Fundamentally, product management requires you to assess, synthesize, and prioritize the needs which drive the creation of your product in the context of three main objectives: desirability, viability, and feasibility. While laudable, these objectives are too abstract to be actionable. That’s where the five lenses come in (I could not resist the Buzzfeed-styled title).
Continue reading You Won’t Believe What These Five Lenses Can Show You About Your Product
Last month, Mike Smart of Egress Solutions and I gave a webinar for Pragmatic Marketing on product roadmapping when working in agile environments. We had a great turnout of over 1500 people in the session – with not nearly enough time to answer all of the questions.
One attendee asked, “Please explain how a prioritized list of features is not a roadmap?”
A fantastic question, which we did not see in time to answer during the call.
Continue reading Features do not a Product Roadmap Make
We hear a lot about building products which are “good enough” or “just barely good enough.” How do we know what “good enough” means for our customers? No one really tells us.
Continue reading Good Enough
Theodore Levitt may have developed the whole product model to help companies compete more effectively with their products. We wrote about the whole product game based on Mr. Levitt’s work. Recently, I’ve been using a variant of this model as a way to view a product and upcoming roadmap items. It is a powerful way to share a perspective on your product with the rest of the team, and frame conversations about where best to invest.
Continue reading Classifying Market Problems
How can Theodore Levitt’s classic Whole Product approach help with defining a product roadmap? I’ve been revisiting his concepts and their use recently, thinking about how to revise them for some exercises I’ve been doing with product teams.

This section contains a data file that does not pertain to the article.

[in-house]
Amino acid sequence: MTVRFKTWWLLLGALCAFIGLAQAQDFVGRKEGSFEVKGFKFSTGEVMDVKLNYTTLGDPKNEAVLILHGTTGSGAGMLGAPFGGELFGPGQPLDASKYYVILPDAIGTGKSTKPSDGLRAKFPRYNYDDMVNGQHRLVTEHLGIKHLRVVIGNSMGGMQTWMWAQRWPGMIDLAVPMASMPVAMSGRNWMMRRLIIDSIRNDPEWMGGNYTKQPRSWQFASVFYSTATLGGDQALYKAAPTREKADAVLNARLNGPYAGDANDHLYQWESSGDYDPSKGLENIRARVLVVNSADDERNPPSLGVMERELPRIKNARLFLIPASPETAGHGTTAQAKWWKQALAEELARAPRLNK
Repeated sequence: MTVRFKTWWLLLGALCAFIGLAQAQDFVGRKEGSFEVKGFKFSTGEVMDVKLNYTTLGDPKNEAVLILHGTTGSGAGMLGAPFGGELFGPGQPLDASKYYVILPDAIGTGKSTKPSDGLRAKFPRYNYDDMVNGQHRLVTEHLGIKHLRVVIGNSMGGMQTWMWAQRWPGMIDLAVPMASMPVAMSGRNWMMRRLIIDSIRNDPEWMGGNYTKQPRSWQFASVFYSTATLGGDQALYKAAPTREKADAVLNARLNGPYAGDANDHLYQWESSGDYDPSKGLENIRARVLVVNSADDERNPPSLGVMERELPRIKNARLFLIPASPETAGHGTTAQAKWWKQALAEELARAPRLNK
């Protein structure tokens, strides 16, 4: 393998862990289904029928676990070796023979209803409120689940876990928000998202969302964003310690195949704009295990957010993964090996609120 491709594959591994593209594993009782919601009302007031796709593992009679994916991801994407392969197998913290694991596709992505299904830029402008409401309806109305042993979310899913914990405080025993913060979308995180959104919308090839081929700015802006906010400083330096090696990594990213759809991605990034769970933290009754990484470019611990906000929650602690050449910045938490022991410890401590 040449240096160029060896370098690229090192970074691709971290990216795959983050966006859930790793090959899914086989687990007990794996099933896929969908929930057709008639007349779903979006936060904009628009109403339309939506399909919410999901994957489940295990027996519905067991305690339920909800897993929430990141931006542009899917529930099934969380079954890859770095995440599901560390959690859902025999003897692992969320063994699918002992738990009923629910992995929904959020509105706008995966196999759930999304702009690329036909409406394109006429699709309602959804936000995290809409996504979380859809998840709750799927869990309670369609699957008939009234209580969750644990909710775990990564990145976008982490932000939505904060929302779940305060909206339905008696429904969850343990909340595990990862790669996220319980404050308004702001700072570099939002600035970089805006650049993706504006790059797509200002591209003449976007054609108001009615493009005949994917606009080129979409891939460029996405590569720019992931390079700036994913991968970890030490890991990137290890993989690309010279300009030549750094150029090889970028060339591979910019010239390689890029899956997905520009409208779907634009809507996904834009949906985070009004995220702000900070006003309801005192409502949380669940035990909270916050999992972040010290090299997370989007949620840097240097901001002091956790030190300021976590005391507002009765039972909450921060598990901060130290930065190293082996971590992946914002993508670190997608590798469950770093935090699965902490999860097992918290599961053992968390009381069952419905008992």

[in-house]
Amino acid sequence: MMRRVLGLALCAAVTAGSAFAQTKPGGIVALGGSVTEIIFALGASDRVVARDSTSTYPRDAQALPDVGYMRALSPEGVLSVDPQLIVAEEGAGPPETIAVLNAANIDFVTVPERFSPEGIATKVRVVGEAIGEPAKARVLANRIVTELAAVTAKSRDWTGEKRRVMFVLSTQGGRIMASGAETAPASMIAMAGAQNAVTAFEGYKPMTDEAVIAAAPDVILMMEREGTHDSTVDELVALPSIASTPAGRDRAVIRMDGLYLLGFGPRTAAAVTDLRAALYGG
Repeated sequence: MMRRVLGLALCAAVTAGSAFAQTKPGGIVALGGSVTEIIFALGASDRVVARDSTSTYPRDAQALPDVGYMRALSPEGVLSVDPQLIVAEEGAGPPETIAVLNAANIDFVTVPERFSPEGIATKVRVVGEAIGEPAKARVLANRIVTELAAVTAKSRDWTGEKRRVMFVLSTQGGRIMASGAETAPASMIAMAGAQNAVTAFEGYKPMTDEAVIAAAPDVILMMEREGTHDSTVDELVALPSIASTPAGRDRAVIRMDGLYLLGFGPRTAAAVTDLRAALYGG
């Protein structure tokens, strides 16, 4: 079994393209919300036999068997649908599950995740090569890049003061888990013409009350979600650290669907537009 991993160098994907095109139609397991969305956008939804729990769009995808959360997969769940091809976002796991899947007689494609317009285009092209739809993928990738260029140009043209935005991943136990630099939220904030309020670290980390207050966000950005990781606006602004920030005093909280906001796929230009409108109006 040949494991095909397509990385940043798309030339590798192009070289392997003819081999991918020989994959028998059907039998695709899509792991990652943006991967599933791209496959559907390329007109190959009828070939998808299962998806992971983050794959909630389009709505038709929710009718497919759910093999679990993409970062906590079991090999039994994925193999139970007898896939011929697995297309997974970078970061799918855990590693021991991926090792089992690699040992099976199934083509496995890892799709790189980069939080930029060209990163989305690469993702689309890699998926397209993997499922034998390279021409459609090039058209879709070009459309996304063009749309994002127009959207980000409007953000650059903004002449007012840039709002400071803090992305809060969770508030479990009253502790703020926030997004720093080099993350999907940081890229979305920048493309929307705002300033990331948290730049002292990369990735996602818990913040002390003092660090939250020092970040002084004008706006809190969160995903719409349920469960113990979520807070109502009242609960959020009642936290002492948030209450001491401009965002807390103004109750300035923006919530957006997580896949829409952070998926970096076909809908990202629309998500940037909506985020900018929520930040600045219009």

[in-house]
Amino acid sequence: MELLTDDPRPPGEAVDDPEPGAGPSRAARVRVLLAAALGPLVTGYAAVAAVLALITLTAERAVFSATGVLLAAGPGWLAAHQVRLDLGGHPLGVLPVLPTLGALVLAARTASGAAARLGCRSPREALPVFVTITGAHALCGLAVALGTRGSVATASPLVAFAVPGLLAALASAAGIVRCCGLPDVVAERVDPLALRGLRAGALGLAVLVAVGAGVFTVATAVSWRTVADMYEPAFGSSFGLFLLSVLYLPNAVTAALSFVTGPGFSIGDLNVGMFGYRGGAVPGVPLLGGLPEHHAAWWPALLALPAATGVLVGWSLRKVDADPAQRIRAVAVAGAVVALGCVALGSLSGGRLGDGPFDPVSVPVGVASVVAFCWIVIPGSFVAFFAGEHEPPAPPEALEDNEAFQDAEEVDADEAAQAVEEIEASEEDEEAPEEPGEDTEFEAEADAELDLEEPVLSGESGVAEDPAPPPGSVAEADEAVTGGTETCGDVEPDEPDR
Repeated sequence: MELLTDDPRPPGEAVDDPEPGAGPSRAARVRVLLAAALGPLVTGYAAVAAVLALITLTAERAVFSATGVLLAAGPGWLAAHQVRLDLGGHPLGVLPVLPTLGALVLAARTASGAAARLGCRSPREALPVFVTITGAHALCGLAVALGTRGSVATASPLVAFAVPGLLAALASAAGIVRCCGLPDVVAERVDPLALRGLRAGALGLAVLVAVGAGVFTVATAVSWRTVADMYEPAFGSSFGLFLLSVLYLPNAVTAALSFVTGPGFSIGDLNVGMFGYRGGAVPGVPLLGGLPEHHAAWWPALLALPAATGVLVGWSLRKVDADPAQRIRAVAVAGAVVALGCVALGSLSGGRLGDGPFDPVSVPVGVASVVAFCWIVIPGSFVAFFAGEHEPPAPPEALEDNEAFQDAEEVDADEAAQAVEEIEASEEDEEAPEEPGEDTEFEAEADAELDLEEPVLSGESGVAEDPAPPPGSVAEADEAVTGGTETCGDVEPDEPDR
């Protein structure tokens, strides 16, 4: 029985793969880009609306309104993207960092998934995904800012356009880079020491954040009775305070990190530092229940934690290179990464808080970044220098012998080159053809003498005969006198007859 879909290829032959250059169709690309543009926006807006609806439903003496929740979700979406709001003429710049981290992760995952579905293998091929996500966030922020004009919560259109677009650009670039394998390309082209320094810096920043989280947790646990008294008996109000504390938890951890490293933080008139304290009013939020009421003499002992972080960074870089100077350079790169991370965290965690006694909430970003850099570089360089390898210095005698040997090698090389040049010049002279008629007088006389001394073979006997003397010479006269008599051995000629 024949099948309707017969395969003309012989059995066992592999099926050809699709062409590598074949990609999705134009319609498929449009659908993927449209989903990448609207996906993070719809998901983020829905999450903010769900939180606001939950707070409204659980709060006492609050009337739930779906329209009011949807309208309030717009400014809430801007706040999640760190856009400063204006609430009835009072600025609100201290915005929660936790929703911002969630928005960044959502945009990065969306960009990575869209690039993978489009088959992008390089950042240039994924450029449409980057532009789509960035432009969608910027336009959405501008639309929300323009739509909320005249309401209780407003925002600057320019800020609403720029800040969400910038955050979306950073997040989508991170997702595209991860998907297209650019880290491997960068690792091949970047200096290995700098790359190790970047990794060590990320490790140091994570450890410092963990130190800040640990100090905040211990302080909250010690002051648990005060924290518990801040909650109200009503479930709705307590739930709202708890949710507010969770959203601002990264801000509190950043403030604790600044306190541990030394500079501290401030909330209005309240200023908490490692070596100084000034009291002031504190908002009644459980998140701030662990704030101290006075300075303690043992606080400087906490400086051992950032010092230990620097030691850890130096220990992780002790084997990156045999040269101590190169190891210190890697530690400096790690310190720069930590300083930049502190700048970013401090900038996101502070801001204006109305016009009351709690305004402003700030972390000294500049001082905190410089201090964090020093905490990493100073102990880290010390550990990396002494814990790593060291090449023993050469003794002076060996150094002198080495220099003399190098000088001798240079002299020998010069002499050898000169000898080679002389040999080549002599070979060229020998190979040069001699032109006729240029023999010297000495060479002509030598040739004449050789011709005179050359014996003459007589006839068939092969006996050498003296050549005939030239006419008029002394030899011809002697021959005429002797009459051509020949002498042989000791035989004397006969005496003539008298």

Continue reading Whole Product Game
Are product managers really involved in strategic discussions, or are we just order takers? Adrienne Tan has poked the beehive and started a great discussion with this article. Joining in from here, hopefully adding folks to the conversation. Check it out, and chime in here or on the brainmates blog.
At this point in the product comparison series, you know who your customers are, which problems are important to them, and which products compete to solve those problems. It’s time to score the competing products and see how the solutions your product provides (or will provide) will stack up. This is the latest in a series on comparing products, jump back to the start of the series if you came here first, but hurry up :).
Continue reading Rating Your Competition – Comparing Products Part 7
You start with a point of view about what makes a minimum viable product. When your product launches, it is your customer’s point of view that matters. You must understand which problems your customers care about solving, and what solutions are available to your customers today. You need to understand your competition to make informed decisions about your product. This is the latest in a series on comparing products – jump back to the beginning of the series to catch up, we’ll wait.
Continue reading Know Your Competition – Comparing Products Part 6
A good product is one that solves valuable market problems. To be successful in the market, a product needs to solve the problems that the right customers are willing to pay to solve. To know if those customers are willing to pay, you need to understand how they perceive your product relative to alternative solutions. If you’re new to the series, head back to the intro article on comparing products, and catch up with this article, where we look at pulling together the information about which customers are important.
Continue reading Important Customers – Comparing Products Part 5
The first step to comparing products is understanding your customers. This may seem counter-intuitive, but your product’s capabilities are meaningless unless you are comparing them from your customer’s point of view. This article is part 2 in a series on comparing products. Check out part 1, then continue with this article on the first steps of comparing products.
Continue reading Who Are Your Customers – Comparing Products Part 2